Conker shoes – a Totnesian institution, goes a long way back. 1977 in fact. Originally a co-operative of several people and inevitably having several changes is now owned by Simon Gwilt and Yvette Worrall.
Passing through the immaculate showroom takes you into a thoroughly functional factory space where the handcrafted work gets done. Simon explains that he needed a change from being a builder and took on the Conker brand a few years ago.
Daughter Katie, is next to us, working on glueing a partial sole to the uppers in a process getting them ready for stitching later on while Paul is machining a brogue at an ancient Singer on the other side of the room. Simon has emerged from a noisy closed room where he was completing some soles on the spinning finishing wheel. Everyone here is involved in the manufacture of a rare thing today. Handmade and bespoke footwear that is sold throughout the world. The leather they use has seen an increase in artisan suppliers supplying from the UK although the majority comes from overseas. This brings up the question of Brexit. Simon is ambivalent about the decision, however the delay in coming to a conclusion is a cause of frustration. “Businesses don’t know where to jump next so everyone just seems to be waiting. People are spending less because of the un-certainty, so that has some affect on our sales over the last year.” He doesn’t appear overly concerned- the recent refurb of the shop is evidence of their confidence. “I just wish they’d get on with it!”.
The workshop is noisy with activity and there are racks of projects in progress and in preparation including shelves of handbags in a miriad of bright attractive colours. Colour is a constant theme throughout. One of the racks has worn shoes that don’t look like they would go well on the glass shelves in the showroom. Katie explains, “These are being prepared for re-soleing. We always have shoes here that people want us to put new soles on. They last a long time and owners dont want to lose a pair of shoes they absolutely love”. The care and attention to each pair made here is obviously very important. Simon shows me some modified lasts that are shaped specifically to pre-measured feet. There is a card with each that has instructions for the shape specific to the customer. “We have thousands of these on file. It means a customer might see a new design on instagram and can order it, knowing we will make it with an exact fit”.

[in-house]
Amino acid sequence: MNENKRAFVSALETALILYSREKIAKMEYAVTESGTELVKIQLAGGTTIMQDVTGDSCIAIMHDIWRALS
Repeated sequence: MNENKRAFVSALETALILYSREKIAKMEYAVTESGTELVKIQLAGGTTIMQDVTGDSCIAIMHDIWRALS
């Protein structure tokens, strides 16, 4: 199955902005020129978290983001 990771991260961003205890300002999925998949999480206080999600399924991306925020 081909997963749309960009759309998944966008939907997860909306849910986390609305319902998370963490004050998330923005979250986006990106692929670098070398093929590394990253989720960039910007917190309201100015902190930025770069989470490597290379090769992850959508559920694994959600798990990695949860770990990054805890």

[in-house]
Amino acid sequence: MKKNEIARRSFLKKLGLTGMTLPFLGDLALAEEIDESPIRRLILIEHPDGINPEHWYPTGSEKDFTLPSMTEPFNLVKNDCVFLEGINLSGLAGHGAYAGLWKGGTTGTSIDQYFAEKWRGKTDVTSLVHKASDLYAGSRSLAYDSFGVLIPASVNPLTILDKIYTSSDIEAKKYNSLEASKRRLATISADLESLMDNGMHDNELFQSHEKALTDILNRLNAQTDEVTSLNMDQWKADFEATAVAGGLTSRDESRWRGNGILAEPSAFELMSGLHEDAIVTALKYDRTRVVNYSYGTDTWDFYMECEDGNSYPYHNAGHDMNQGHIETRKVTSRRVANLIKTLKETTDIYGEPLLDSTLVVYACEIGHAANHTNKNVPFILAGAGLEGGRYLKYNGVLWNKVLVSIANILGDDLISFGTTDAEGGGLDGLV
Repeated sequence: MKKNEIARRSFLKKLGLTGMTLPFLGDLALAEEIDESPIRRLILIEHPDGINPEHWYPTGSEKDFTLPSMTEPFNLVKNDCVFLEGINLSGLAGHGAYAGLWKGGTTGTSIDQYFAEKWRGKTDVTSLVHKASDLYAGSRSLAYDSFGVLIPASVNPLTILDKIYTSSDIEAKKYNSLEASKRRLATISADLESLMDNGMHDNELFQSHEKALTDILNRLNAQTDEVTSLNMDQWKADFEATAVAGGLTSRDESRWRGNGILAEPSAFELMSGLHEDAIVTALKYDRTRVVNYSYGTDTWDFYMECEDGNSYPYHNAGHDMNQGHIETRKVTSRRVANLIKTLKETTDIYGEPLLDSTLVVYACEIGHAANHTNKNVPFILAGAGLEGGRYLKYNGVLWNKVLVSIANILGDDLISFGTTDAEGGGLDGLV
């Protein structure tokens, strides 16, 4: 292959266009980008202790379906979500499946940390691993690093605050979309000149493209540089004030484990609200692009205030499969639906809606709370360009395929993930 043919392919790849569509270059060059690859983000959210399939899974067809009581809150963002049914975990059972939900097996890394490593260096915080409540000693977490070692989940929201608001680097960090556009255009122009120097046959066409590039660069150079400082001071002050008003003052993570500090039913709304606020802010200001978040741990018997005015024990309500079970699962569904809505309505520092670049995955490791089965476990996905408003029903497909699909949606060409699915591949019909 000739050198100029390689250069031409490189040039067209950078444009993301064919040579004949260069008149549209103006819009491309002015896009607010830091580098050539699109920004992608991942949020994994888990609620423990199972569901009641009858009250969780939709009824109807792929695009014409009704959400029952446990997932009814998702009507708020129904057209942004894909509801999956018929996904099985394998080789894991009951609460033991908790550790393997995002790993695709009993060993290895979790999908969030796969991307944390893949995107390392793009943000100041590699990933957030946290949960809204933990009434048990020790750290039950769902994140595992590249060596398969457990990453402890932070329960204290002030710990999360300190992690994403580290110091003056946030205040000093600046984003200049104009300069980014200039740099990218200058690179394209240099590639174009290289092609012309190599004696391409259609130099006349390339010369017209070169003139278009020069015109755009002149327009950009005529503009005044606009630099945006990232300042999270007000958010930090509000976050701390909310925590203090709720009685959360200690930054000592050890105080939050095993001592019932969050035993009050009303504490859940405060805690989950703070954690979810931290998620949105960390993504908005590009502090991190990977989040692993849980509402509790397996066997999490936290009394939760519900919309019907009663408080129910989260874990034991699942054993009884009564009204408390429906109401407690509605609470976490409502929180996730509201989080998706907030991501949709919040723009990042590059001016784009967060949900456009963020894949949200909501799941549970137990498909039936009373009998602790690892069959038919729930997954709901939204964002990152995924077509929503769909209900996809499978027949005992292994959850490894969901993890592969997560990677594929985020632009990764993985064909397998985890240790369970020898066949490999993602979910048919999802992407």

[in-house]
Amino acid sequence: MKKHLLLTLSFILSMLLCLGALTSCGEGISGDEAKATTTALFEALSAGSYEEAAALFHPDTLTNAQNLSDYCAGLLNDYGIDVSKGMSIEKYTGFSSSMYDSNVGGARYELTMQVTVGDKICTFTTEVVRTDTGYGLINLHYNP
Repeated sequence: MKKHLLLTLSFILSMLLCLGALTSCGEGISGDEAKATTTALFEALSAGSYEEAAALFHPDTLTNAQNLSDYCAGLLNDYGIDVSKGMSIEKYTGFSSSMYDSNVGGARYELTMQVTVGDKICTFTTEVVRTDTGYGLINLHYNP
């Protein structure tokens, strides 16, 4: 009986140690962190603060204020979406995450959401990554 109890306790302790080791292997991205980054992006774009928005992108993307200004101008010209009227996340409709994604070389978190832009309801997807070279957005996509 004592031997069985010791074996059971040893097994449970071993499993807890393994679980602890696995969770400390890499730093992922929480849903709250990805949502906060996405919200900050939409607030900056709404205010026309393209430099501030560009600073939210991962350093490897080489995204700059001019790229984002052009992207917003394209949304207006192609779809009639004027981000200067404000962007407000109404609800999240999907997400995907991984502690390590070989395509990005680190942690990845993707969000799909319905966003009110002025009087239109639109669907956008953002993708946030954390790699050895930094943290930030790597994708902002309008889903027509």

As is fitting for a business in Totnes, everything is done with sustainability in mind. There are extractor fans with multiple filters to extract everything back outside, nothing is wasted or thrown away. A bin of leather remnants is overflowing and ready to be offered to makers who can re-imagine the next form the leather will take. Simon picks up a piece, turning it over to reveal a gleaming gold finish. “What maker wouldn’t want to create something beautiful from this?”. It’s obvious that he loves what they do here.
The sustainability runs through-out the business back through to the airy shop front where they also stock items from organic producers MonkeeGenes and from ethical producers such as People Tree. I offer that this is ‘high end’ stuff! “No, not really.” Simon explains “The quality is extremely high, but it not expensive and I would say it’s mid-range when it comes to price.” He show me a black cashmere sweater made in northern Spain by Fair Trade company Skunk Funk. “This retails at £120 for example, cashmere usually costs a lot more than that!”
Finally we look at the finished shoes made here. They aren’t cheap, but considering the craftmanship, care and quality of the finished product, they really aren’t expensive. These are shoes that can last a lifetime. They always stock 4 width fittings and half sizes for each shoe on display but if you want a multicolured shoe in colours and style of your own choosing, they’ll make that for you. It takes about 6 weeks.
Simon and the dedicated team at Conker seem proud to be part of the High street and seem to exemplify what makes this town so unique. Conker shoes are the definition of Totnes.